“The existing conditions of a site can be validated in an efficient timeframe far more accurately than in the past. This leads to better value engineering and design changes taking place before the commencement of construction. In turn, having more complete and accurate information earlier in the construction process leads to more competitive project bidding as some risk can be mitigated before a project starts,” he said.
There are many more dimensions for this increasing transmission and interoperability, however. The levels of the BIM maturity model essentially refer to the richness of data contained in the model itself, which by extension allows the potential for sharing those dimensions to all stakeholders with access to the model.
As hardware and software iterate on, the capabilities for sharing and processing data increase further. Total stations with 4G modems can transmit data straight to the office, and IFC files can now be opened and processed by field instruments, allowing manipulation of 3D models and complex data objects with handheld devices onsite.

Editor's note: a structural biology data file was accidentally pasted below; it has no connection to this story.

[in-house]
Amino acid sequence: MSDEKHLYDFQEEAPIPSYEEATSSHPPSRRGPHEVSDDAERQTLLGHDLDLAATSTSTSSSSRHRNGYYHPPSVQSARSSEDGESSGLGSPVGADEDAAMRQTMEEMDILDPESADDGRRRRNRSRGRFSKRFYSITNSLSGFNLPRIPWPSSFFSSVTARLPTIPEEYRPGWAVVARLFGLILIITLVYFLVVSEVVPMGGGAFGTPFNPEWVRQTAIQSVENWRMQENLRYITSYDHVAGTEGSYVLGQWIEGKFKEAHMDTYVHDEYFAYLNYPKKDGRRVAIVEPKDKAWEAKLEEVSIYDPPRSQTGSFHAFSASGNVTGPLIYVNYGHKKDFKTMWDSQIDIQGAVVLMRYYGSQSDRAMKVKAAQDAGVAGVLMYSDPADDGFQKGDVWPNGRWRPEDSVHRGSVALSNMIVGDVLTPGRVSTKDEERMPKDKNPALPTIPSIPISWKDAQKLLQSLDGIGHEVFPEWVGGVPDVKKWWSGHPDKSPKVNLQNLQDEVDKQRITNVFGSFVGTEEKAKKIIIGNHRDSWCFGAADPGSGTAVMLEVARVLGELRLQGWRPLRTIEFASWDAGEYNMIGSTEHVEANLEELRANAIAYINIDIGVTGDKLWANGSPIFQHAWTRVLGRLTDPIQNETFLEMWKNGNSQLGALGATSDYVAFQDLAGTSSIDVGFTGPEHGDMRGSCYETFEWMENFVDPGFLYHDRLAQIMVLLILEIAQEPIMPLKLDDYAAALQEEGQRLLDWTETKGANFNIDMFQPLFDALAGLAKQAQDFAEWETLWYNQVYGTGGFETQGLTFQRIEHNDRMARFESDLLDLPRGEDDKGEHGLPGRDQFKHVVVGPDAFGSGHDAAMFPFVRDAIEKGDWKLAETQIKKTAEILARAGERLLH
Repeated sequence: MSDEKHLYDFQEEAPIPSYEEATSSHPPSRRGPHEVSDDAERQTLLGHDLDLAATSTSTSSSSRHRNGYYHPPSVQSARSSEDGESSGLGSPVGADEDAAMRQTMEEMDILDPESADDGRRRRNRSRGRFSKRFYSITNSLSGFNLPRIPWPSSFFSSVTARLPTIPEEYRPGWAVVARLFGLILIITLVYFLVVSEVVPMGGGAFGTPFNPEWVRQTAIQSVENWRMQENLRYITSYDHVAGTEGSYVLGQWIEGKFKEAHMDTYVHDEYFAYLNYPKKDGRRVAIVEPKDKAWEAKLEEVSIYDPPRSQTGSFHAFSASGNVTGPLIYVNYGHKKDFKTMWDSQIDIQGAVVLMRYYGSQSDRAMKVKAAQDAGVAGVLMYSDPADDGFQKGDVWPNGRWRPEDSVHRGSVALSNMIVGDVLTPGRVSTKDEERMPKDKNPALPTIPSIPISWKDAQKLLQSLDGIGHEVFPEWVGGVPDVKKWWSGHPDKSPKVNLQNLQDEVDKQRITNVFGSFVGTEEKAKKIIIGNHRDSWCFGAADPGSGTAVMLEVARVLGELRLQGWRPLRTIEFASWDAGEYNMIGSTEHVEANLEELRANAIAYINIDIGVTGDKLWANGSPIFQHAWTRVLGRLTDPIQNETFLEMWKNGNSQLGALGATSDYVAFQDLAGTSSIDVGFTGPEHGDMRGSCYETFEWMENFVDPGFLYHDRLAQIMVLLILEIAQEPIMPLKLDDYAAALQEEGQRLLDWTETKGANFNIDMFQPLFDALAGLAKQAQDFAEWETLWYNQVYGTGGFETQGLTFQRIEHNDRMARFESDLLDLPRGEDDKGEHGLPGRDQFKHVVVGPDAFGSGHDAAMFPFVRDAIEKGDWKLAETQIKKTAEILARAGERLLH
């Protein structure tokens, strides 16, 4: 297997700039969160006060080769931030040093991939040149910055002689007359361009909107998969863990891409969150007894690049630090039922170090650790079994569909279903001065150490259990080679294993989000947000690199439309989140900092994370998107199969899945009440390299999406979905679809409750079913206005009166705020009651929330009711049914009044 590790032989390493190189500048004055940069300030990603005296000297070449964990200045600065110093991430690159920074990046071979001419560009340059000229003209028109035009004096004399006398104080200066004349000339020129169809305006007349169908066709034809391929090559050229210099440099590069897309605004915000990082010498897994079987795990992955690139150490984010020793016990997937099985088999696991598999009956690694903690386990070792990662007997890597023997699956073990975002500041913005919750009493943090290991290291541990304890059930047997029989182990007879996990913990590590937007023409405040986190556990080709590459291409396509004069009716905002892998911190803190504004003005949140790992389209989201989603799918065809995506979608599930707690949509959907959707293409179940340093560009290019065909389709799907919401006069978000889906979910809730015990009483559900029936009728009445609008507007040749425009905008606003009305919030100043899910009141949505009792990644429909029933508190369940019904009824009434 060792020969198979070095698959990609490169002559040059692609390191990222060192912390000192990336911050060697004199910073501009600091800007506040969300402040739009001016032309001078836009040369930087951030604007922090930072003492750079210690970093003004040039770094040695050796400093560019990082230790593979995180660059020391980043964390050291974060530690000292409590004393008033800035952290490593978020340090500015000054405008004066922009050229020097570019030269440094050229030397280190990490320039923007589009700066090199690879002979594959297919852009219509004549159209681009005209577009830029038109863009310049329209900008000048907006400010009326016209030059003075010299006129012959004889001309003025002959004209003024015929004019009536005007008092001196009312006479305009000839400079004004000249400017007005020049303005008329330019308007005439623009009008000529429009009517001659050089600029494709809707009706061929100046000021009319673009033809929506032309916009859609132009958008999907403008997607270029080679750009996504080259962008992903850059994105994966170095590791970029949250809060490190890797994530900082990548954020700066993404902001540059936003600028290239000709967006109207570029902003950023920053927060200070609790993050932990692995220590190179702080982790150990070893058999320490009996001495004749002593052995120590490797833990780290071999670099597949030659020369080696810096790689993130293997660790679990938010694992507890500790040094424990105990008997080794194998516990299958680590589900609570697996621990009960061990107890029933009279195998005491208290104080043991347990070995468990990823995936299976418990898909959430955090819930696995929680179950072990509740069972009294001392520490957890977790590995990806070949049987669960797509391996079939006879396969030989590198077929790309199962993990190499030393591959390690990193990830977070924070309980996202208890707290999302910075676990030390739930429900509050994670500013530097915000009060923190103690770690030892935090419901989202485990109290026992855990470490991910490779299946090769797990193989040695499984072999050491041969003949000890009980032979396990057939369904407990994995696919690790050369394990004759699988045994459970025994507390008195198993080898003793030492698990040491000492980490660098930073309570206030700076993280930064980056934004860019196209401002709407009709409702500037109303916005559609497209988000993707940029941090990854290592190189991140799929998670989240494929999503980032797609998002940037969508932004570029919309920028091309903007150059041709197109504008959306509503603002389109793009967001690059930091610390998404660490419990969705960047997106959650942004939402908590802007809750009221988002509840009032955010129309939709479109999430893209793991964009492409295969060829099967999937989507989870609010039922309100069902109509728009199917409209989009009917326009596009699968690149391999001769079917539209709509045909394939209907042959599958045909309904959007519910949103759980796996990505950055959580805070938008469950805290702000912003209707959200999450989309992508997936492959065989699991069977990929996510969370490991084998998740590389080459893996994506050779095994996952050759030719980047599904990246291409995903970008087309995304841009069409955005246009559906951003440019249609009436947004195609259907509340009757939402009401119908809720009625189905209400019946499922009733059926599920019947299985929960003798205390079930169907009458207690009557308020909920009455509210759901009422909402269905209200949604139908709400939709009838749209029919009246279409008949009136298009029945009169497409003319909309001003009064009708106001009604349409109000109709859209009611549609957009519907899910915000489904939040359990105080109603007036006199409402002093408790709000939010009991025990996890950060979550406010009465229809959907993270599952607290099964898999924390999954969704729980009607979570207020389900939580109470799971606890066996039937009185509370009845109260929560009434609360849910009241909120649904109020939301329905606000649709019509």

“For both the building and heavy construction industry there is a greater need to be more digital and to have direct lines of communication for data flow between the office and field and back again,” Robertson said.
“Often on construction projects, there is a data block of getting the right design to field crews at the right time, either by slow communication or the silos of traditional workflows of having to download data in the office and transfer to the instruments by USB.”